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Israel Announces Policy to Erase Cannabis Conviction Records

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Israel Announces Policy to Erase Cannabis Conviction Records

Ed Knight

By Ed Knight

March 7, 2022

Citizens in Israel who were previously busted for

could be in line for a clean record, under a new policy announced over the weekend.

President Isaac Herzog and Justice Minister Gideon Sa’ar

that the country is “issuing a special call today to anyone who has previously been convicted of offenses involving the possession or use of cannabis for personal consumption and has not previously been convicted of other offenses to submit a request for the erasure of their criminal record.” Those who meet these requirements and submit a request will be eligible to have their cannabis-related convictions expunged.

, Sa’ar is “expected to sign the regulations in the coming days, after public comments are procured, and approval – followed by immediate implementation – is anticipated at the Knesset shortly thereafter.”

The call issued by Herzog and Sa’ar on Sunday said the move in Israel was driven by a “desire to erase the label of criminality and the associated stain from anyone who has previously committed the offense of personal possession or use of cannabis.”

“It must be emphasized that every request will be considered on its merits, according to its particular circumstances, on an individual basis, considering the above mentioned changes of policy and law,” the announcement said. “In addition, it must be emphasized that the special call in this press release does not preclude the submission of other requests for the erasure of criminal records or requests for pardons by anyone in the framework of the President’s general pardoning authorities.”

The policy change would apply to “anyone who has been convicted of offenses involving possession or use of cannabis for personal consumption and has not previously been convicted of other offenses besides possession of instruments for the preparation and consumption of dangerous drugs for personal use alone,” the announcement said.

It would not, however, apply “to anyone who at the time of the offense was a minor or a soldier as defined in the Military Justice Law.”

The announcement likewise said that in the case of “closed police files (police records) that did not lead to an indictment and sentencing in a criminal case (criminal records), the authority to erase the record belongs to the Israel Police.”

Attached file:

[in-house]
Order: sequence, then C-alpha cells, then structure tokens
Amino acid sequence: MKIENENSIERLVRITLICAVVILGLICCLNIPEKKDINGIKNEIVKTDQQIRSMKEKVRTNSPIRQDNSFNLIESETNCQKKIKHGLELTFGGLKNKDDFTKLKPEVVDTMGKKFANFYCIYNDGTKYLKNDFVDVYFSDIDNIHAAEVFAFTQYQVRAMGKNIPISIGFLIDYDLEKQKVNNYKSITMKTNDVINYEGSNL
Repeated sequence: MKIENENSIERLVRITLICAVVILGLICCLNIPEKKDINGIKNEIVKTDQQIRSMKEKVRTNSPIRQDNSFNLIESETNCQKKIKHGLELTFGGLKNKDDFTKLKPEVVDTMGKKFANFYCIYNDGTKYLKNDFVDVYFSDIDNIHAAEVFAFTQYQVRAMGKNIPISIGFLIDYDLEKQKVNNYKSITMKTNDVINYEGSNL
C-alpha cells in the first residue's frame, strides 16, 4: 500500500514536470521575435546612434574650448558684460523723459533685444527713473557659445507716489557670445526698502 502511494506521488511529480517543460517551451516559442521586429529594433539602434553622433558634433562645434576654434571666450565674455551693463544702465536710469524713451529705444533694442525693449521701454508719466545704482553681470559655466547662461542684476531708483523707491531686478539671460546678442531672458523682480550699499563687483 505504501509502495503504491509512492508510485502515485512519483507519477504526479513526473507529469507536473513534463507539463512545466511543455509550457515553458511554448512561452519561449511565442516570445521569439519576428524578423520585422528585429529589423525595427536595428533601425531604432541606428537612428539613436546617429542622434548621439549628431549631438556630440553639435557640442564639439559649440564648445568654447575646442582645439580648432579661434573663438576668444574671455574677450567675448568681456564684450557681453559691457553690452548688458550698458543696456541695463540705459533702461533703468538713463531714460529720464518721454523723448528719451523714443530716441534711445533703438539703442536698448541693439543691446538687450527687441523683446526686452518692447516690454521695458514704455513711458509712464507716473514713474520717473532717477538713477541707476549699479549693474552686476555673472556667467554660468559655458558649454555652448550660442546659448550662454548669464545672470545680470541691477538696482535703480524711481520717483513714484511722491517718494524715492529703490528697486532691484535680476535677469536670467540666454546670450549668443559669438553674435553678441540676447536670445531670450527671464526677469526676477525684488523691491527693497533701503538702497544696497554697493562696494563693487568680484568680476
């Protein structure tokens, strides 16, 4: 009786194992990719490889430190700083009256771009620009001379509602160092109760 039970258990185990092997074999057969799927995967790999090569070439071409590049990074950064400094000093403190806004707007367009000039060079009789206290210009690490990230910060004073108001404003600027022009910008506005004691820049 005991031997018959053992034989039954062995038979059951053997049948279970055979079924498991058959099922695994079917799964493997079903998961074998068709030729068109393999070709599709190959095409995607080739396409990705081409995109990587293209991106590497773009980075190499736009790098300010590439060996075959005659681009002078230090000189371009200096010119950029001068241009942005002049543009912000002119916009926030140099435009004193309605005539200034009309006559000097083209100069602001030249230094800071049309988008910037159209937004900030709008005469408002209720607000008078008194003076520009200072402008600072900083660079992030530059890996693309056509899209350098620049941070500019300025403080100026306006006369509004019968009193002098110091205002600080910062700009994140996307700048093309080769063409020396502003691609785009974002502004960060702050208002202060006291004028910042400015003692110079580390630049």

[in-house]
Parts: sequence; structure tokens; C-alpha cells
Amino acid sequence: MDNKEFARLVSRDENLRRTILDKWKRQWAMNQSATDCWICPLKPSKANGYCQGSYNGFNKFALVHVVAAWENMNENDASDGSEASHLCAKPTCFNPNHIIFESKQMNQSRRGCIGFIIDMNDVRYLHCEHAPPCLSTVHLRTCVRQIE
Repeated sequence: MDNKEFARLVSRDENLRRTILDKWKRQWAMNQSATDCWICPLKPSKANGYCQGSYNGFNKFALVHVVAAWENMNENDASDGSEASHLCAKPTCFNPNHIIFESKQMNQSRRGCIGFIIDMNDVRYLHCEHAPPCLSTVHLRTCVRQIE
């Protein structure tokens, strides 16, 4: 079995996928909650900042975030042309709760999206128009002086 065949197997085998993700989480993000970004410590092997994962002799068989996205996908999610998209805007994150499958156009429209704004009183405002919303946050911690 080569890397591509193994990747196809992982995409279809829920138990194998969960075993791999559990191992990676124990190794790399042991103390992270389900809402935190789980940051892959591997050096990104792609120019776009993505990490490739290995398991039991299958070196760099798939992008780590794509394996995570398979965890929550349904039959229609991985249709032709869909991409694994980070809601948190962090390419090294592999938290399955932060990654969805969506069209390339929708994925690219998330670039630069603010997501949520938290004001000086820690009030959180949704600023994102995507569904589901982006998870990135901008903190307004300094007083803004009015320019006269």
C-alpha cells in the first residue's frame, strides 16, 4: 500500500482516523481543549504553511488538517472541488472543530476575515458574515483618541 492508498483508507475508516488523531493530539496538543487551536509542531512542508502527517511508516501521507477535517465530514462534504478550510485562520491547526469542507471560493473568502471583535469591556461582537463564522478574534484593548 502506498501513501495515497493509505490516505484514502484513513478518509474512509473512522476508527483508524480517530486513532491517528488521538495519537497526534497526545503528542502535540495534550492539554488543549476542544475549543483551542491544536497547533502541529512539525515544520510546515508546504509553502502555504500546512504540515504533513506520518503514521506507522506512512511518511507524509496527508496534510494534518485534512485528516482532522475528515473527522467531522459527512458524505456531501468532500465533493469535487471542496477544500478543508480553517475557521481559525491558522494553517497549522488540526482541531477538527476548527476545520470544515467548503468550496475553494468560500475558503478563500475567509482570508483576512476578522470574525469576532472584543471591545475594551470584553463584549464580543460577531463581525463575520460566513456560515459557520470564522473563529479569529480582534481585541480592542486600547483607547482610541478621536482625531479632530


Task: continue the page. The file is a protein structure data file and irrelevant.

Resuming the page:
Otherwise, according to

, “personal cannabis use would otherwise be completely decriminalized, including for people with criminal records,” and the maximum fine would be 1,000 shekels (the equivalent of about US$306).

Submitting an Expungement Request in Israel

Requests for pardons “must be submitted by the person convicted of the relevant offense or by power of attorney, or by means of a first-degree family member,” and must “include personal details and contact details; details of the offense and court rulings; a detailed letter presenting the reason for the request, including personal circumstances and rehabilitation and any other documents establishing the reasoning for the request,” according to the announcement on Sunday.

The policy change comes on the heels of “the Dangerous Drugs Law (Special Fine Offense – Temporary Order) [which stipulated] that the offense of cannabis possession or use for personal consumption, when committed for the first or second time (within five years) would be considered liable for a fine,” the announcement said.

The announcement also alluded to an order last month “proposing to establish the offense of cannabis possession and use for personal consumption as an administrative offense, without a criminal record.”

that a “current temporary order, set to expire at the end of March, prevents imposition of a criminal record for the first few offenses, although a record is imposed on the fourth charge and on those with a prior criminal drug-use record.”

The publication

that Sa’ar “reportedly moved ahead with the regulations after concluding that there was no chance the current Knesset would pass the full legalization reform proposed by former Justice Minister Avi Nissenkorn in November 2020, which would have required full-fledged Knesset legislation.”

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Ed Knight

About The Author

Ed Knight

HIGH THERE MISSION

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